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NIST released its inaugural Privacy Framework last week. The document can be used by organizations as a risk management tool, to answer questions about its privacy posture, or establish its own program.
NIST's popular Cybersecurity Framework has a new companion.
The National Institute of Standards and Technology (NIST) - an arm of the U.S. Department of Commerce - last week issued new Version 1.0 of the NIST Privacy Framework: A Tool for Improving Privacy (.PDF) through Enterprise Risk Management, new guidance designed to help organizations better manage privacy risk.
The document is designed to complement NIST's Cybersecurity Framework by offering tips for using and protecting personal data.
The 43-page document was borne from a draft privacy framework NIST circulated last September. It sought public comments on the document until October 24; Version 1.0 was actually expected before the end of 2019 but apparently needed a few extra weeks to finalize.
The Framework takes into account the relationship that exists between privacy risk and organizational risk and outlines five functions for organizations to manage privacy risks around data processing: Identify, govern, control, communicate, and protect.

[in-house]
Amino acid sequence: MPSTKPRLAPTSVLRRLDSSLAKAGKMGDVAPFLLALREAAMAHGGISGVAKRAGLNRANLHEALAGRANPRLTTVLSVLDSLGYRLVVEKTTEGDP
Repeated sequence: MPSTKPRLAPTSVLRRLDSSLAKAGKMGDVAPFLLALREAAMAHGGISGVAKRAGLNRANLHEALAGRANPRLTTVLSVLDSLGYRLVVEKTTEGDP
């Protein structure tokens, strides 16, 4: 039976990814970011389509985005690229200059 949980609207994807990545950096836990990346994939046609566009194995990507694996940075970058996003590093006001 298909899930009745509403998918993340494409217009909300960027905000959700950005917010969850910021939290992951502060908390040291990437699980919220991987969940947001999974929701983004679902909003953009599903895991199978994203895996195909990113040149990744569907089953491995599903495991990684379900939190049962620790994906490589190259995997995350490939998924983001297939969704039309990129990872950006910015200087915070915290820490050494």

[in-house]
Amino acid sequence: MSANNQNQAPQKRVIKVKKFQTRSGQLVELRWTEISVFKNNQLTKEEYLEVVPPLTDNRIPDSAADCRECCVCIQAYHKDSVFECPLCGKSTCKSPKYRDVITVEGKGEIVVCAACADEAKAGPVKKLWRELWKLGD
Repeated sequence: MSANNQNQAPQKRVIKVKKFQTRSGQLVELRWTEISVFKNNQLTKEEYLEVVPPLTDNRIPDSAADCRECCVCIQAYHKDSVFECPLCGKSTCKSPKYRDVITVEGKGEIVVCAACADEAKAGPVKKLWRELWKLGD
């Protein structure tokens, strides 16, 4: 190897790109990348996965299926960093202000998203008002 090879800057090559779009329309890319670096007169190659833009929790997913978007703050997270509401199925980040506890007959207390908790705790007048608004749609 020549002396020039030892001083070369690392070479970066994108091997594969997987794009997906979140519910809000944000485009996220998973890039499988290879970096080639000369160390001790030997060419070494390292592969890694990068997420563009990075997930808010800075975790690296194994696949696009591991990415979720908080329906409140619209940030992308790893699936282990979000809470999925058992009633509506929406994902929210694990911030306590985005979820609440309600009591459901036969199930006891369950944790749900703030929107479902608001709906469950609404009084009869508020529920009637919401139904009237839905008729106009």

- Identify-P - Develop the organizational understanding to manage privacy risk for individuals
- Govern-P – Develop and implement the organizational governance structure to enable an ongoing understanding of the organization’s risk management priorities that are informed by privacy risk.
- Control-P - Develop and implement appropriate activities to enable organizations or individuals to manage data with sufficient granularity to manage privacy risks.
- Communicate-P - Develop and implement appropriate activities to enable organizations and individuals to have a reliable understanding and engage in a dialogue about how data are processed and associated privacy risks.
- Protect- Develop and implement appropriate data processing safeguards
NIST released its landmark Cybersecurity Framework, a set of best practices, standards, and recommendations to help organizations across all infrastructure sectors, like government, healthcare, and financial services, improve their cybersecurity measures, in 2014. The Framework, which is periodically updated, is a collaborative effort, involving input from government, industry, and academic experts.
With the recent passage of domestic legislation like the California Consumer Privacy Act and the New York SHIELD Act, which amended the state's data breach notification law and data protection requirements last summer, the still relevant General Data Protection Regulation (GDPR) in the EU, the guidance should be welcomed by privacy stakeholders looking to achieve compliance.
It will be interesting to see if the Privacy Framework becomes as widely embraced as the Cybersecurity Framework over time. While the latter was developed for voluntary use in the private sector, it eventually became mandatory for U.S. federal agencies after a 2017 Presidential Executive Order directed agency heads to immediately follow NIST’s guidance.